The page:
From the Back Cover:
"Readers should experience the suspense for themselves . . . Facing the Wind had me tossing at night and racing to finish it by day. It is a rare combination of superb reporting and narrative skill . . . It is not a book that can be read and forgotten."
From the Inside Flap:
— James B. Stewart, New York Times Book Review
"Happily for the reader, Ms. Salamon is a fine reporter . . . In tackling the issue of personal heroism, Facing the Wind brings home the point that while certain of life's difficulties can be fought and conquered, others must simply be borne with digity. From what depths do humans draw the strength to do that? What is their reward?"
— The New York Times
"A suspenseful, well-researched account of the life of a Brooklyn lawyer Robert Rowe, who murdered his wife and three children and escaped prison with the insanity please in 1978 . . . A perturbing read that prods us to ponder guilt and innocence from new perspectives."
— Kirkus Reviews, starred review
"This true-crime story reaches beyond the relatively narrow focus of the genre to ask painful and provocative questions about guilt and forgiveness."
— Publishers Weekly, starred review
"...A sensitive and fascinating account...Her book is important not only for its lessons on the ravages of mental illness but for its ability to overturn our assumptions about evil, innocence, guilt and compassion.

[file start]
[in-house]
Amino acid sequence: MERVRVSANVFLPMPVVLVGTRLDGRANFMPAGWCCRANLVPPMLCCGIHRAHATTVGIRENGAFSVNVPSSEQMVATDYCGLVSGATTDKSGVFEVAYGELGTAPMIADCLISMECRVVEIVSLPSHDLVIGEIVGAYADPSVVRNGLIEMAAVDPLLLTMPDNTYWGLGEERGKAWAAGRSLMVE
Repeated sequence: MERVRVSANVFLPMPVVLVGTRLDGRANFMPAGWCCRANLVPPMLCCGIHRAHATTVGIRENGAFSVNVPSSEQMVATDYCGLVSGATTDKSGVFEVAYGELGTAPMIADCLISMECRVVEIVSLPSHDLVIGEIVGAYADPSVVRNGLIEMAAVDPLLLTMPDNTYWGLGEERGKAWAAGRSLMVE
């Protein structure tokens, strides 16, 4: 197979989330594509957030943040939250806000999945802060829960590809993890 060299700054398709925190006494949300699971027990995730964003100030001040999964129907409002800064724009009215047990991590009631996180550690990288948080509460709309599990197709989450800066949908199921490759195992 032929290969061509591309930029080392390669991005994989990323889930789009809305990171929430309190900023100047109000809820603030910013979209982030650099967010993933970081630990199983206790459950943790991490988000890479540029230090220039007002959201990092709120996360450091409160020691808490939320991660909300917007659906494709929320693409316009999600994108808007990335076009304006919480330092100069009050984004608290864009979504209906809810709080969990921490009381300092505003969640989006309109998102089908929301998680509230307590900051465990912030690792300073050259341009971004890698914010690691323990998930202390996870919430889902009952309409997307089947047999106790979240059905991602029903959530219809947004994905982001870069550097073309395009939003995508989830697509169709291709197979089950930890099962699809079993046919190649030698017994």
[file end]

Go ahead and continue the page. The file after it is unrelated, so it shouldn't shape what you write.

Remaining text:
—- Carmela Ciuraru, The Wall Street Journal
"This book will be a fascinating read. Well written and heavily researched, it clearly demonstrates Salamon's prowess and her journalistic roots. Readers will not easily forget this tale."
—- Library Journal
ary Rowe’s second child, Christopher, was born with severe neurological and visual impairments. For many years, the Rowes’ courageous response to adversity set an example for a group of Brooklyn mothers who met to discuss the challenges of raising children with birth defects. Then Bob Rowe’s pressures ― professional and personal ― took their toll, and he fell into depression and, ultimately delusion. And one day he took a baseball bat and killed his three children and his wife. In Facing the Wind, Julie Salamon not only tells the Rowes’ tragic story but also explores the lives of others drawn into it: the mothers, a social worker with problems of her own, an ocularist ― that is, a man who makes prosthetic eyes ― a young woman who enters the novitiate out of shame over her childhood sexual activities, and a judge of unusual wisdom. Facing the Wind is a work of redemptive compassion and understanding. It address
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